Rye hires consultant for Beaver Swamp Brook

The long contested future of the wetland Beaver Swamp Brook continues as Rye City officials have hired an independent consultant to analyze findings by a Town of Harrison consultant. File photo

The long contested future of the wetland Beaver Swamp Brook continues as Rye City officials have hired an independent consultant to analyze findings by a Town of Harrison consultant. File photo

By PHIL NOBILE

Flood storage capacity data for Beaver Swamp Brook Harrison has withheld from the City of Rye dating back to the Walsh administration has been turned over.

Once in possession of the data, Rye City officials hired a consultant to analyze data used by the Town of Harrison, which determined there would be no negative effects from a project on the property.

At its May 21 meeting, the Rye City Council announced that, after receiving the long-awaited data used by Harrison to analyze potential flood issues at Beaver Swamp Brook, it would hire Barton & Loguidice for up to $10,000 to review the findings, which is expected to be completed in a matter of weeks.

Dating back to the early 2000s, Harrison has wanted to develop a baseball diamond, gazebo, walking trails and parking lot structures on the Beaver Swamp Brook floodplain, located at the crossroads of Oakland and Halstead avenues in Harrison, bordering Rye City.

The possible issues that stem from building multipurpose soccer and softball fields on the vacant property have been raised by the Rye City Council, some Rye residents and some Harrison residents for more than a decade. They argue the property, which sits on a state regulated wetland, will exacerbate an existing flooding issue that has caused displacement and property damage to nearby neighborhoods.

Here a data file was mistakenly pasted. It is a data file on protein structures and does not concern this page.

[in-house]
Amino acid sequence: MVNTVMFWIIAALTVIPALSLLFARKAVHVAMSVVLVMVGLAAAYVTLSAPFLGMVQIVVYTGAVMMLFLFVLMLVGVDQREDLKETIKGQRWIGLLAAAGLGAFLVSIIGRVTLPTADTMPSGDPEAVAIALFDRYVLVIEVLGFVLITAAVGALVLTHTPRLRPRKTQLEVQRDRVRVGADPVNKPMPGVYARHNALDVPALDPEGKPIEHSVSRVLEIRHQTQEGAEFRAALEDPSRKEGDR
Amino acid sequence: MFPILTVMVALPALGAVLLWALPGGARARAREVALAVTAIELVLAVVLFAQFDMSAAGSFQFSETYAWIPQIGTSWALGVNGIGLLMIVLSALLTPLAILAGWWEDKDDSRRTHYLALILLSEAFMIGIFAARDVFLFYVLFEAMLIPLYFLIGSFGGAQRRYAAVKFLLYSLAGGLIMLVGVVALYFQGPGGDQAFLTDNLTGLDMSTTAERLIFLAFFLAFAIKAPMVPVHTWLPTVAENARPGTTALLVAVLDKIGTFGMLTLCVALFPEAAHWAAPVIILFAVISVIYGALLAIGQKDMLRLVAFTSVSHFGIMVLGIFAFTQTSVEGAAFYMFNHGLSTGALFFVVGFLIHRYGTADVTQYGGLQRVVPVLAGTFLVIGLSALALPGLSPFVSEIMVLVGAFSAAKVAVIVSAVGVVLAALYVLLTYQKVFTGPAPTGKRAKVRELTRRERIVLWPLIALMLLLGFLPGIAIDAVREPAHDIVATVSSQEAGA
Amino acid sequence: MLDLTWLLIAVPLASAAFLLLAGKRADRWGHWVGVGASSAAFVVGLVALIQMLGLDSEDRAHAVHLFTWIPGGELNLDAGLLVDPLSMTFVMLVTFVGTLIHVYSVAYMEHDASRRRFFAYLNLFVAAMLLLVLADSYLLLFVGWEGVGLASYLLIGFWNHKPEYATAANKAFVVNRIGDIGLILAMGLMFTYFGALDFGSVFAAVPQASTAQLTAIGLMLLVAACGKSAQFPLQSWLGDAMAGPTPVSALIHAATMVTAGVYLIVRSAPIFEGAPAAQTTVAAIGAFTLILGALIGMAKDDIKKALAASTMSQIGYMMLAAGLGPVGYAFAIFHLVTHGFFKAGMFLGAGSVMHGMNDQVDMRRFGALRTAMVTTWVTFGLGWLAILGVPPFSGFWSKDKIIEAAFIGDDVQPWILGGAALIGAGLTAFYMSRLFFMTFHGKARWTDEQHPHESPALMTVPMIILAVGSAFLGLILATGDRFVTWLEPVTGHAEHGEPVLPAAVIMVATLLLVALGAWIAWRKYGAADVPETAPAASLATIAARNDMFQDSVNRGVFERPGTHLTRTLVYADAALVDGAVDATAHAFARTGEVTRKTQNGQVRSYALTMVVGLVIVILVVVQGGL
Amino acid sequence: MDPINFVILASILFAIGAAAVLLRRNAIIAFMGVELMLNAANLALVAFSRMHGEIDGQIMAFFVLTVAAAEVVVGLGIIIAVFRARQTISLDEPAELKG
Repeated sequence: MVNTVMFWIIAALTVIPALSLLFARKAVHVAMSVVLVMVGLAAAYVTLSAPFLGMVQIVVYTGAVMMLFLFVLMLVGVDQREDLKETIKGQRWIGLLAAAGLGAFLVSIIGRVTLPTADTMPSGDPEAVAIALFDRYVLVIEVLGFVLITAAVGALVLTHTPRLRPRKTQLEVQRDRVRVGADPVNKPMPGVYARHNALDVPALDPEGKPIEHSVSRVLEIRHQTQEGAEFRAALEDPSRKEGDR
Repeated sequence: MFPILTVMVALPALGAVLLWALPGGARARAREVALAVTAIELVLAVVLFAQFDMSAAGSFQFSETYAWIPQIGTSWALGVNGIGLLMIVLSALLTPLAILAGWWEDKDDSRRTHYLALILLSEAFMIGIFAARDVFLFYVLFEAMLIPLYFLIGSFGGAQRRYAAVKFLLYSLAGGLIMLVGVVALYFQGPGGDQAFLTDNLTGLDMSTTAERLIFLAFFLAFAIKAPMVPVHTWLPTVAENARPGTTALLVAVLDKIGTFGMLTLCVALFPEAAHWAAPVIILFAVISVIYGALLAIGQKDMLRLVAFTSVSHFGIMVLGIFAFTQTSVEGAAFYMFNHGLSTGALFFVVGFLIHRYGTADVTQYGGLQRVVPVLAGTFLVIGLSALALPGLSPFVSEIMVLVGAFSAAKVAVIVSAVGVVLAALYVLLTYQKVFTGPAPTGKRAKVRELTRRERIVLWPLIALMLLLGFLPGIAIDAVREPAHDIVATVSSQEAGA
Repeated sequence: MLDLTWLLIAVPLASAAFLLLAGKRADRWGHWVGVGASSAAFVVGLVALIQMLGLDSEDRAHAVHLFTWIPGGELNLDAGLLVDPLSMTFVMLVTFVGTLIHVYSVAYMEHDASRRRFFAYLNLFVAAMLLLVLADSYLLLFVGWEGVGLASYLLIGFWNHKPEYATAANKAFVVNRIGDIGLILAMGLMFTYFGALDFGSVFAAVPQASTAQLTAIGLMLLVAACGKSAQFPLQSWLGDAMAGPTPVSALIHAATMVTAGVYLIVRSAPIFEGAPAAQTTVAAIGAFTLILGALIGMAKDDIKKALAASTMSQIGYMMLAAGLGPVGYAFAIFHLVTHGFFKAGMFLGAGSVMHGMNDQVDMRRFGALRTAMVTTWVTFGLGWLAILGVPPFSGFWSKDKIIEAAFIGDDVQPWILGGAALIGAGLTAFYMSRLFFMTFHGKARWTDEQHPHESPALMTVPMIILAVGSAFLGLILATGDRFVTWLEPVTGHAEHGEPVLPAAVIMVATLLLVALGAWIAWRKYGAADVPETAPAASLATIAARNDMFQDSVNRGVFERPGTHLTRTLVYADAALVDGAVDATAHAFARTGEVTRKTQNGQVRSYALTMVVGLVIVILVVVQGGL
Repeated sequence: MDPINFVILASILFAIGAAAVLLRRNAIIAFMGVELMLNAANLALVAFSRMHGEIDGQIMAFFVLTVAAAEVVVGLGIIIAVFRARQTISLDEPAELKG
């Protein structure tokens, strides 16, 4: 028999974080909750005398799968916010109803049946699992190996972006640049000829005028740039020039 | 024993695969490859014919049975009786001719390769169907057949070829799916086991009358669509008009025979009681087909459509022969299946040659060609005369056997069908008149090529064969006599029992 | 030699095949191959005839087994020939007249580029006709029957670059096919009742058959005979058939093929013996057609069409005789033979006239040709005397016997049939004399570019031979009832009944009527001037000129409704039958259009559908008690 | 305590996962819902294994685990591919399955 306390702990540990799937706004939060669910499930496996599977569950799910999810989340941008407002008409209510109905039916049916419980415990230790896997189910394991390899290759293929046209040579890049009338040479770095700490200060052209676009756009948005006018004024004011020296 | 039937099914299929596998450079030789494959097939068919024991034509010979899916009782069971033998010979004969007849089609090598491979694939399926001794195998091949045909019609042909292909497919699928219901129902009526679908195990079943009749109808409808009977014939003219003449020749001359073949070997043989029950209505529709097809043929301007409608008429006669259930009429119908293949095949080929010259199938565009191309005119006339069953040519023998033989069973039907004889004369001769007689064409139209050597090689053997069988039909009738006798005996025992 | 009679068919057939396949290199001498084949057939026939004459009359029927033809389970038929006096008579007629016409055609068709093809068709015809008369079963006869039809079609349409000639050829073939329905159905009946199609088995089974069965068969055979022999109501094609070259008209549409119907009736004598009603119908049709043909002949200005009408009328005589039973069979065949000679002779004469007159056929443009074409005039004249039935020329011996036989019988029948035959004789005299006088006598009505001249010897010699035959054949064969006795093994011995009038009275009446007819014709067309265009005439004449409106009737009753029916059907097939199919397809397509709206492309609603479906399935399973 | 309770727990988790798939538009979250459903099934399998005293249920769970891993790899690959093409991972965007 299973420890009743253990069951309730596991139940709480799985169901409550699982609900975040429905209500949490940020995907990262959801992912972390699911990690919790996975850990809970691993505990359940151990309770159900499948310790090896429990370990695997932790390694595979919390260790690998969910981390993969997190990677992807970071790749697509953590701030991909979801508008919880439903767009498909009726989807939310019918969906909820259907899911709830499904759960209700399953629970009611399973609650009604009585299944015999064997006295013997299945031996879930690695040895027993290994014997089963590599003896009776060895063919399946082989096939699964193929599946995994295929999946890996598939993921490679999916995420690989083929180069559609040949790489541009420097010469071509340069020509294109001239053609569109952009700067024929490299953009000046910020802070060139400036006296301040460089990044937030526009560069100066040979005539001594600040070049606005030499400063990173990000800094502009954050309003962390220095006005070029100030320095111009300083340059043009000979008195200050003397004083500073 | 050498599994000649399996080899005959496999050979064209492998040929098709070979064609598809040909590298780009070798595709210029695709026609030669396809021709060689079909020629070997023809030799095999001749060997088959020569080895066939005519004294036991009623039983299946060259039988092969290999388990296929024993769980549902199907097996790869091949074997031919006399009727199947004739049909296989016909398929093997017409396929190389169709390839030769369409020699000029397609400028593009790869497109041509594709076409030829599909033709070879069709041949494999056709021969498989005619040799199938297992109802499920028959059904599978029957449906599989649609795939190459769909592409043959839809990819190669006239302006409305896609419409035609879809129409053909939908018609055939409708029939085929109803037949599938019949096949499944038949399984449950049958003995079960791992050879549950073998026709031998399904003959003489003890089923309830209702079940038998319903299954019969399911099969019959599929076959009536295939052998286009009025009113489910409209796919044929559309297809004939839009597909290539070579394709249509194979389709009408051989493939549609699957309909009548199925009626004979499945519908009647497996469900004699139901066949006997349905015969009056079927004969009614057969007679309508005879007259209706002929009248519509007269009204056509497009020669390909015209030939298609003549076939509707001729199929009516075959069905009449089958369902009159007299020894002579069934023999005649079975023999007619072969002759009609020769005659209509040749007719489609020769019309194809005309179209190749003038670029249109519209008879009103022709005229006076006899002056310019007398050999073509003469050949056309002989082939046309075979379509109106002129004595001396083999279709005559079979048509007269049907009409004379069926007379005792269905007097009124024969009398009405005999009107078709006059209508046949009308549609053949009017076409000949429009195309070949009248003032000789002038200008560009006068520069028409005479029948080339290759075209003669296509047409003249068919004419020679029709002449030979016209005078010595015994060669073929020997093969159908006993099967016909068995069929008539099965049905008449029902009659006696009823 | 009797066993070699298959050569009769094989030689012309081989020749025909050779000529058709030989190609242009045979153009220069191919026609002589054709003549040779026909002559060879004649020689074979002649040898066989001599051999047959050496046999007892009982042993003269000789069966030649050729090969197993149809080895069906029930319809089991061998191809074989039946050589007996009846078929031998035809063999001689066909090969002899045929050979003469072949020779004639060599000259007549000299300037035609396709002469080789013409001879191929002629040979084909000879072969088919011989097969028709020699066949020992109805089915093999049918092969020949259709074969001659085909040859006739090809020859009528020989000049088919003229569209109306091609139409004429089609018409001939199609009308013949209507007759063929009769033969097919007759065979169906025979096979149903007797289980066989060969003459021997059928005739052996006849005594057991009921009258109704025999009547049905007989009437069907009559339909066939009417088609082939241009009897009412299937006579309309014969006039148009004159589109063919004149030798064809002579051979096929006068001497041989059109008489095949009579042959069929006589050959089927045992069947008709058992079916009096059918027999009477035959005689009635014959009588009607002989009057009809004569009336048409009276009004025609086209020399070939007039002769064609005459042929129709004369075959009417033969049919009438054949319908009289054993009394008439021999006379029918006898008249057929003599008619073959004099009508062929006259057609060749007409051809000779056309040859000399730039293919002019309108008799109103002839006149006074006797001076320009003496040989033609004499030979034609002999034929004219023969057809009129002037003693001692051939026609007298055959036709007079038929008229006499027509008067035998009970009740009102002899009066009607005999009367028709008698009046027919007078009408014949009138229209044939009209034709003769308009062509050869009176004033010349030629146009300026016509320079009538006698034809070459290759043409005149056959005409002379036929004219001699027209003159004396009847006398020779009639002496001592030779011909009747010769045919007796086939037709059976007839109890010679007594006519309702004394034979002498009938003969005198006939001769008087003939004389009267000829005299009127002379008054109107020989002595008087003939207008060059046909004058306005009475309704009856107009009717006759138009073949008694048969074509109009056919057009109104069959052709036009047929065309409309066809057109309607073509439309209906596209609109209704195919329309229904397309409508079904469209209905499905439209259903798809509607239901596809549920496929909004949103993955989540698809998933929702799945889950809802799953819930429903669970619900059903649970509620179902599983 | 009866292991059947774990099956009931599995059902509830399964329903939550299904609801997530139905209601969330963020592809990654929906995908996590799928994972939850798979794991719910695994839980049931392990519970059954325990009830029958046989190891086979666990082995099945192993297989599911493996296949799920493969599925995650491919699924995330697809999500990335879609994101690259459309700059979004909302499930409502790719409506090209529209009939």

Those concerns led Rye to contest any development there to the state Department of Environmental Conservation, a process that has been bogged down in administrative hearings and appeals for years.

“You don’t have to be a consultant to notice it’s pretty wet over there,” Rye City Mayor Joe Sack, a Republican, said. “We’re in a contested proceeding [with the Town of Harrison], so we’re going to do our due diligence. I don’t think anyone would do anything different.”

After Harrison’s consultants—Leonard Jackson & Associates—found there would be “minimal decreases” to flood storage capacity on the site if the project goes through, Rye City officials asked to see the data, but Harrison officials routinely denied those requests starting in 2011, the final year of former Democratic Mayor Joan Walsh’s term in office.

The town has finally agreed to turn over the data on which Leonard Jackson & Associates based its analysis.

Harrison made the decision to do so only after the two municipalities agreed to a round of mediation late last year in an attempt to resolve the outstanding issues between the two parties. The mediator suggested the town provide the documents in question.